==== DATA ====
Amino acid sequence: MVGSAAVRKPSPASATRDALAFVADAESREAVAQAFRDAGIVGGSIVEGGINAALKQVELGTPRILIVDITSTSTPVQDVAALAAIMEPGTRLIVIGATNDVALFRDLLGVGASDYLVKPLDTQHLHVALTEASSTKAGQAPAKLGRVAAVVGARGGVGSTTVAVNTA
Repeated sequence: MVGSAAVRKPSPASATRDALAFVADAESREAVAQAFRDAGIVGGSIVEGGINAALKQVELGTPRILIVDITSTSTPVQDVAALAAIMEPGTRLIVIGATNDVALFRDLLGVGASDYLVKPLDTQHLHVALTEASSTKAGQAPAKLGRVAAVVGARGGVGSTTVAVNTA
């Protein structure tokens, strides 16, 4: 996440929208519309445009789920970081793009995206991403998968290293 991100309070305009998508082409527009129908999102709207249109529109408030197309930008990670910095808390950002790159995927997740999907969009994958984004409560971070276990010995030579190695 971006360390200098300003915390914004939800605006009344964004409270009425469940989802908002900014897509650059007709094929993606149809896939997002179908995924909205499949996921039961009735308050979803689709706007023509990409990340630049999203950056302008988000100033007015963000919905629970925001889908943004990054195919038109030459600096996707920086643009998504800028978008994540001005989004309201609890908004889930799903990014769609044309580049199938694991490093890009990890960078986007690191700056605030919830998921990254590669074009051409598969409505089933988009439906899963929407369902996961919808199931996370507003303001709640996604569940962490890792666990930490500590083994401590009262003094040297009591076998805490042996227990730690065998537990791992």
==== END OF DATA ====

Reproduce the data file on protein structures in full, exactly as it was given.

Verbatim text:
Amino acid sequence: MVGSAAVRKPSPASATRDALAFVADAESREAVAQAFRDAGIVGGSIVEGGINAALKQVELGTPRILIVDITSTSTPVQDVAALAAIMEPGTRLIVIGATNDVALFRDLLGVGASDYLVKPLDTQHLHVALTEASSTKAGQAPAKLGRVAAVVGARGGVGSTTVAVNTA
Repeated sequence: MVGSAAVRKPSPASATRDALAFVADAESREAVAQAFRDAGIVGGSIVEGGINAALKQVELGTPRILIVDITSTSTPVQDVAALAAIMEPGTRLIVIGATNDVALFRDLLGVGASDYLVKPLDTQHLHVALTEASSTKAGQAPAKLGRVAAVVGARGGVGSTTVAVNTA
């Protein structure tokens, strides 16, 4: 996440929208519309445009789920970081793009995206991403998968290293 991100309070305009998508082409527009129908999102709207249109529109408030197309930008990670910095808390950002790159995927997740999907969009994958984004409560971070276990010995030579190695 971006360390200098300003915390914004939800605006009344964004409270009425469940989802908002900014897509650059007709094929993606149809896939997002179908995924909205499949996921039961009735308050979803689709706007023509990409990340630049999203950056302008988000100033007015963000919905629970925001889908943004990054195919038109030459600096996707920086643009998504800028978008994540001005989004309201609890908004889930799903990014769609044309580049199938694991490093890009990890960078986007690191700056605030919830998921990254590669074009051409598969409505089933988009439906899963929407369902996961919808199931996370507003303001709640996604569940962490890792666990930490500590083994401590009262003094040297009591076998805490042996227990730690065998537990791992």